United Airlines bars teenaged girls with leggings, defends decision later, ignites Twitter storm

Two teenage girls were barred by a gate agent from boarding a United Airlines flight from Denver to Minneapolis on Sunday because they were wearing leggings, according to a spokesman for the airline.

FP Staff March 27, 2017 10:23:12 IST
United Airlines bars teenaged girls with leggings, defends decision later, ignites Twitter storm

Two teenage girls were barred by a gate agent from boarding a United Airlines flight from Denver to Minneapolis on Sunday because they were wearing leggings, according to a spokesman for the airline. The girls, whose ages were not specified, were not allowed onto the morning flight because they were traveling under an employee travel pass that includes a dress code, United spokesman Jonathan Guerin said.

The incident was first reported on Twitter by Shannon Watts — founder of gun reform group Moms Demand Action — who was a passenger at the airport waiting to board another flight to Mexico.

The dress code bars pass travelers from wearing spandex or Lycra pants such as leggings. The teenagers agreed to change their clothing and take a later flight, Guerin said, but the airline's actions sparked a quick backlash on Twitter.

Watts said the girl's father was allowed to board while wearing shorts and called the airline's policy sexist.

 

However, United Airlines maintained its support for the gate agent's decision in its own series of tweets.

Later, however, the airline clarified that the girls prevented from boarding were "pass riders" — those who fly free or at heavily reduced rates because they are airline employees or their relatives. "Our regular passengers are not going to be denied boarding because they are wearing leggings or yoga pants," a spokesman told The Washington Post. "But when flying as a pass traveler, we require pass travelers to follow rules, and that is one of those rules."

Regularly ticketed passengers are not subject to the same dress code and can wear leggings, Guerin said. But the airline was standing by its policy for pass travelers because they are essentially representing the company, he said. "We would ask the same of pass riders who were wearing flip-flops or who were wearing clothing that revealed their undergarments or torn, tattered jeans," Guerin said.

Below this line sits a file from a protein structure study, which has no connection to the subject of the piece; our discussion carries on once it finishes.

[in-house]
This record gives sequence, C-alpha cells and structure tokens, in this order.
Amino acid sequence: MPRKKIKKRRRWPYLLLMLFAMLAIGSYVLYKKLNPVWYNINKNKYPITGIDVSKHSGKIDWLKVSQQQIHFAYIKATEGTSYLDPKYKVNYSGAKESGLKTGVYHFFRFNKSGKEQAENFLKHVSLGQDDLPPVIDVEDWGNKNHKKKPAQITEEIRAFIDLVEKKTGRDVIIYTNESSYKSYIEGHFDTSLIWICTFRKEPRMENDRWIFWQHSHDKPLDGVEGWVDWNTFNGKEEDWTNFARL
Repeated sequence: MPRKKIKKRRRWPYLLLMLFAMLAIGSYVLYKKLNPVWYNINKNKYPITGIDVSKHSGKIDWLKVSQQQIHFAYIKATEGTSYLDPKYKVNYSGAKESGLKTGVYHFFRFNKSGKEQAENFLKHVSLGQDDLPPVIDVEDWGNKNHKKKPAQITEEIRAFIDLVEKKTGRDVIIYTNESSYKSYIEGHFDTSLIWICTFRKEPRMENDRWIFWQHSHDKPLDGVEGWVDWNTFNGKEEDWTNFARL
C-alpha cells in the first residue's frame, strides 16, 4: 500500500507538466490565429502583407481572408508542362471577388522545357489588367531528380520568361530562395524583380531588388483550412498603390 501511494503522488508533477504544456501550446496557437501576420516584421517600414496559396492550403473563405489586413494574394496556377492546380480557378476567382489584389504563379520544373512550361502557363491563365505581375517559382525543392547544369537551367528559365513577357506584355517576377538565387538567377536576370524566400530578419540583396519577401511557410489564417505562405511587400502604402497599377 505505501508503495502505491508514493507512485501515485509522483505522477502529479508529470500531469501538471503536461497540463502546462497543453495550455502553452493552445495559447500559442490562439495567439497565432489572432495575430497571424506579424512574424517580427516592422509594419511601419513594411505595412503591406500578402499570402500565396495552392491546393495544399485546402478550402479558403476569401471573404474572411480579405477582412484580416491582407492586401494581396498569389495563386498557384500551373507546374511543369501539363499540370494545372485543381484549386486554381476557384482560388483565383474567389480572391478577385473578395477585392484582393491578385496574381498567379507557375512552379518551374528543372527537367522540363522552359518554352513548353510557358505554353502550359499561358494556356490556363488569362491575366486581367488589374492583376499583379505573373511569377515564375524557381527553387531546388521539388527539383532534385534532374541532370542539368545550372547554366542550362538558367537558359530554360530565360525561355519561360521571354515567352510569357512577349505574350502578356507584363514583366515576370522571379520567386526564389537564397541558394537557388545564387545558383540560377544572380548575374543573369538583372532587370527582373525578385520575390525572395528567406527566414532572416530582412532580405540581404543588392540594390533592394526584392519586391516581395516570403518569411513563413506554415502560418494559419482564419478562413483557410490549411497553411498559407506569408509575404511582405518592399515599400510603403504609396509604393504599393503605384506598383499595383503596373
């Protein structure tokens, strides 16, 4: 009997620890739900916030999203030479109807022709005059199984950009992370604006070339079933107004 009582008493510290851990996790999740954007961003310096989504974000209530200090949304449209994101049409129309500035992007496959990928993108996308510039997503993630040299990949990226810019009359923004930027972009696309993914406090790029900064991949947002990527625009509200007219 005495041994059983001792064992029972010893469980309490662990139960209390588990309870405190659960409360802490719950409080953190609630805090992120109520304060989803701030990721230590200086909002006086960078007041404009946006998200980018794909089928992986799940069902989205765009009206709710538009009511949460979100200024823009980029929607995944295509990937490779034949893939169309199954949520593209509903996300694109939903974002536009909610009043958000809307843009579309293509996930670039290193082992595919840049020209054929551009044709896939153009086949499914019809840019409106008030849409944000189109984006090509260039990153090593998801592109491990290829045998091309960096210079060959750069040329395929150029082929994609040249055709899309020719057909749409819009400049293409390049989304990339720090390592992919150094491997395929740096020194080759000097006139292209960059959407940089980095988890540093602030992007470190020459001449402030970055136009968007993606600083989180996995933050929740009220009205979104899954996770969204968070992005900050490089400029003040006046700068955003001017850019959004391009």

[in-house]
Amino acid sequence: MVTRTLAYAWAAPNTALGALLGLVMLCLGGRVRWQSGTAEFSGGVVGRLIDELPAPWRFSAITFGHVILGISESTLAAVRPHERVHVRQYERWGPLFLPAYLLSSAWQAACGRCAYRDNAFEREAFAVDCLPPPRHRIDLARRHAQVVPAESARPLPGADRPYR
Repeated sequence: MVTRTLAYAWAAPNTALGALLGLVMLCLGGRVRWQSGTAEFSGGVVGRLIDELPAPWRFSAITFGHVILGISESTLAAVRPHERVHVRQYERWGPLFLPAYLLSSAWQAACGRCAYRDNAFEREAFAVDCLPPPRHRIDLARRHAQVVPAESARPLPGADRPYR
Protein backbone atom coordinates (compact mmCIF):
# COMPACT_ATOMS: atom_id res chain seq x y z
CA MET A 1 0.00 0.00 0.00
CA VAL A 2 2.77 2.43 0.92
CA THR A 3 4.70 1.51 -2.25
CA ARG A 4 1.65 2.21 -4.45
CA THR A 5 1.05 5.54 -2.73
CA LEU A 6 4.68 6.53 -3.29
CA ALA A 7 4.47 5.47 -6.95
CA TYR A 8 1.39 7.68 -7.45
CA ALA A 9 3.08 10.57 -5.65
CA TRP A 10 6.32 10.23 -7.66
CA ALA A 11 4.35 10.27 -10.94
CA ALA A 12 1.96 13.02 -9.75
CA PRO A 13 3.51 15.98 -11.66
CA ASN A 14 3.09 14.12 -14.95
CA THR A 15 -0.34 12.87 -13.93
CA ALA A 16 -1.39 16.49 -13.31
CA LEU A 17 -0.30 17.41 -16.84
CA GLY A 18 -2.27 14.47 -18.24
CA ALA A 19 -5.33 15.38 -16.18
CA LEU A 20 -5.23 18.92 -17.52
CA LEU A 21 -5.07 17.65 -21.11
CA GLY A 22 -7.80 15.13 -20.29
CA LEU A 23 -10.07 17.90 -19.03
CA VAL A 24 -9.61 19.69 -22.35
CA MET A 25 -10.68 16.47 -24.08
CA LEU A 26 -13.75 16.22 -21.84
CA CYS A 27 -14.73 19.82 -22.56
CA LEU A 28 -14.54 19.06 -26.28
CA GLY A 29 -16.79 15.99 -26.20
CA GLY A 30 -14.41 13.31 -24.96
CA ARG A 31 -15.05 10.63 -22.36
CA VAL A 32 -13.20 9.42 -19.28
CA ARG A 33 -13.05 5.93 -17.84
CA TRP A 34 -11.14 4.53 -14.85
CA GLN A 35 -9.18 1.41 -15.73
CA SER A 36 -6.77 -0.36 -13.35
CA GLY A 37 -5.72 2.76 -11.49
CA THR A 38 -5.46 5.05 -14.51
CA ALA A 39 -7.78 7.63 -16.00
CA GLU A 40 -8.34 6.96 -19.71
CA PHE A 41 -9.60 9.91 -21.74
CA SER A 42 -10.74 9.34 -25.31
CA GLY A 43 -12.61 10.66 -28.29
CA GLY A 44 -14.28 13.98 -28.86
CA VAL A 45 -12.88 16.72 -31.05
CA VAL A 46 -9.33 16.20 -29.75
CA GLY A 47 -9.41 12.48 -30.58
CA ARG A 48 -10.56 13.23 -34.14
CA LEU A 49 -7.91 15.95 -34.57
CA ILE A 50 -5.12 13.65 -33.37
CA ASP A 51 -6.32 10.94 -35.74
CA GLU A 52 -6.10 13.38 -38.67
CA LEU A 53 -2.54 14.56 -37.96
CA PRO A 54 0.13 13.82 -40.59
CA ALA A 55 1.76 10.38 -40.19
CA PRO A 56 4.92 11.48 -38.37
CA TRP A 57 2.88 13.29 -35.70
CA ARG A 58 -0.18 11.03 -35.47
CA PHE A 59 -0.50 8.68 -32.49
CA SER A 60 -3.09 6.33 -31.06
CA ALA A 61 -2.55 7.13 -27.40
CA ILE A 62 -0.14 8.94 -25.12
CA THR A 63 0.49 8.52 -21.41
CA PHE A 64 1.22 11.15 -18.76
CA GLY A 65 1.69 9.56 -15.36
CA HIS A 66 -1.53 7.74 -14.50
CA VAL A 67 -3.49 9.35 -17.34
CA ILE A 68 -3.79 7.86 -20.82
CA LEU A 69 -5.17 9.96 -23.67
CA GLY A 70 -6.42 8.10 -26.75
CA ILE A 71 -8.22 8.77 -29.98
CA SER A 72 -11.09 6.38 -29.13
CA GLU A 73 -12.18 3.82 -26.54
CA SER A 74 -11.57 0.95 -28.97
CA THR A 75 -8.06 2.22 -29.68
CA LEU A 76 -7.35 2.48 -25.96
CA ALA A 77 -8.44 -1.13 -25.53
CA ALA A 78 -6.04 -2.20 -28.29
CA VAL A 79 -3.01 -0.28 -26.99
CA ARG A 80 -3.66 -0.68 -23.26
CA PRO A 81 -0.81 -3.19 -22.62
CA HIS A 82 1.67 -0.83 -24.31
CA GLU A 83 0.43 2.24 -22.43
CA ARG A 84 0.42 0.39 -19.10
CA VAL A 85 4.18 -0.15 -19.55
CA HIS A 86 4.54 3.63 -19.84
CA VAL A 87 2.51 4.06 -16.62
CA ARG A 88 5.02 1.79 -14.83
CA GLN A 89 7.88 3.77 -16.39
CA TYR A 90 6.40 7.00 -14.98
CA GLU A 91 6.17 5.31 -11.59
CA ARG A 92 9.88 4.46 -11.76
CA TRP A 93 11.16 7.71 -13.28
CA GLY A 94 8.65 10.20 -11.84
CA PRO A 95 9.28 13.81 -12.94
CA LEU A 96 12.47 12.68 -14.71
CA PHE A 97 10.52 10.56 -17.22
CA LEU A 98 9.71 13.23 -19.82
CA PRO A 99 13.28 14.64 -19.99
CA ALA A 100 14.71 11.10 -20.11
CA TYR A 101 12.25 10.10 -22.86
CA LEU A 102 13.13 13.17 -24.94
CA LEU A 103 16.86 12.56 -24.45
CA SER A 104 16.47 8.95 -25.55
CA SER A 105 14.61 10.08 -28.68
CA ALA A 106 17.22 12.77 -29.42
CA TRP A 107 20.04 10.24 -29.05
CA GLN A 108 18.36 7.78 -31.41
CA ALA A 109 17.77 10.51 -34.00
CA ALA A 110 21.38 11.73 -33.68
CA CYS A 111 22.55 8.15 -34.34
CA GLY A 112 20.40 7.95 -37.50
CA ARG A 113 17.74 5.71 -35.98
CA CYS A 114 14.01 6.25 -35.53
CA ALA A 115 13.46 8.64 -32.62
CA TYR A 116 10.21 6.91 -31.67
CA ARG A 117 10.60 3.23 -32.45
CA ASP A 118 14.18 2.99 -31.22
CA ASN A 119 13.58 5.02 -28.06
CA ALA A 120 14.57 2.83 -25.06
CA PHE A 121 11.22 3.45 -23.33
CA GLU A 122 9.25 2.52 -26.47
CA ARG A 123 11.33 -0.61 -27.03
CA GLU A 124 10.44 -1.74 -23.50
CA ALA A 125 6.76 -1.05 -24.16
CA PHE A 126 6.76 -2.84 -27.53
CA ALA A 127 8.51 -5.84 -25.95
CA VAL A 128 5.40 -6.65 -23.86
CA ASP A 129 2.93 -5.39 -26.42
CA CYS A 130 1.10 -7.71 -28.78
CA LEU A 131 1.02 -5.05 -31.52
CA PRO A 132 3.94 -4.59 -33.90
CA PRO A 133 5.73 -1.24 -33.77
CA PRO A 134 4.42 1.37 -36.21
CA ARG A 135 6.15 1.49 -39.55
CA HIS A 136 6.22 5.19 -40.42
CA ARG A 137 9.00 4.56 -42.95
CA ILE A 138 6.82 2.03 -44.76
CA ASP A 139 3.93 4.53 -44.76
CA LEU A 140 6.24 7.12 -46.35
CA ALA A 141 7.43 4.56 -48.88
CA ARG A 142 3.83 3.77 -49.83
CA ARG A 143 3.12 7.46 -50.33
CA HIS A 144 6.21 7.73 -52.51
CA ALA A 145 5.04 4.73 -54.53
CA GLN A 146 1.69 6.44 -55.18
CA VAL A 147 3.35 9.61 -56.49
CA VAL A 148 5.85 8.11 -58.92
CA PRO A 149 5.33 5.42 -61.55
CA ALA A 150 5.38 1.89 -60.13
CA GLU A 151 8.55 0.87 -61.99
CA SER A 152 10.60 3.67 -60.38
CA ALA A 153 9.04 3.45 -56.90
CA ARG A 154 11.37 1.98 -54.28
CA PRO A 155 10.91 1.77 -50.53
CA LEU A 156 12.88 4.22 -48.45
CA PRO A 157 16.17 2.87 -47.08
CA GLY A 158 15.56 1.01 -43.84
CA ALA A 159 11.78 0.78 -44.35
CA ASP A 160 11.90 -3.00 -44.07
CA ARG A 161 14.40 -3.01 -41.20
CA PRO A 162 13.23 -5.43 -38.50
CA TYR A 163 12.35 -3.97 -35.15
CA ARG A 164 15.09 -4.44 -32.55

That didn't stop a tsunami of ridicule against the airline on social media for what critics called sexist and intrusive actions.

"@united Leggings are business attire for 10 year olds. Their business is being children," actress Patricia Arquette tweeted. Model Chrissy Teigen weighed in:

With inputs from agencies

Updated Date:

also read

Akasa Airline gets NOC for aviation ministry: All you need to know about the Rakesh Jhunjhunwala-backed company
Business

Akasa Airline gets NOC for aviation ministry: All you need to know about the Rakesh Jhunjhunwala-backed company

The new airline is looking to start operations by the summer of 2022 and is planning to have 70 airplanes in four years

Tata Sons wins bid for Air India, Civil Aviation Minister Jyotiraditya Scindia calls it
India

Tata Sons wins bid for Air India, Civil Aviation Minister Jyotiraditya Scindia calls it "a new dawn" for airline

Along with 100 percent stake in Air India, as well as its low-cost arm, Air India Express, Tata Group will have a 50 percent stake in the carrier's SATS Airport Services Private Limited

'Facebook harms children, weakens democracy': Whistleblower criticises company, urges stricter govt oversight
World

'Facebook harms children, weakens democracy': Whistleblower criticises company, urges stricter govt oversight

Frances Haugen, testifying to the Senate Commerce Subcommittee on Consumer Protection, laid responsibility for the company’s profits-over-safety strategy right at the top, with CEO Mark Zuckerberg, but she also expressed empathy for Facebook’s dilemma.